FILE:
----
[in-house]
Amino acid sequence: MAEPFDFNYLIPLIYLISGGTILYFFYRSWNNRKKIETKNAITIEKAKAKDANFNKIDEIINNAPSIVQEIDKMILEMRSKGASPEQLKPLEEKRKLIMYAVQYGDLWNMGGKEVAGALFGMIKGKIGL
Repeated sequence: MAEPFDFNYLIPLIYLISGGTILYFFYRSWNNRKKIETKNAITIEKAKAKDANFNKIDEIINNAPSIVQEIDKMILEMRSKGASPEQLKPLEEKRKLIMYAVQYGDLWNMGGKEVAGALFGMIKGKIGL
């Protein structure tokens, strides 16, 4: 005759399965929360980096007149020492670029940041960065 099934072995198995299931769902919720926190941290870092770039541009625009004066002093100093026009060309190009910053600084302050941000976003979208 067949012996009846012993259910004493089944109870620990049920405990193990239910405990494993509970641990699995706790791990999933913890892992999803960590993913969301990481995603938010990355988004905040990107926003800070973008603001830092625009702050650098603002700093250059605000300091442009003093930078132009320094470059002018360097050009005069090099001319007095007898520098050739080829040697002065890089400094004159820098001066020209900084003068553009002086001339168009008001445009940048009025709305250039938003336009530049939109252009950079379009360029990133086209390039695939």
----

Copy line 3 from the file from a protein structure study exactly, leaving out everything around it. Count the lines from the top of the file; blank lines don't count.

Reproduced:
Repeated sequence: MAEPFDFNYLIPLIYLISGGTILYFFYRSWNNRKKIETKNAITIEKAKAKDANFNKIDEIINNAPSIVQEIDKMILEMRSKGASPEQLKPLEEKRKLIMYAVQYGDLWNMGGKEVAGALFGMIKGKIGL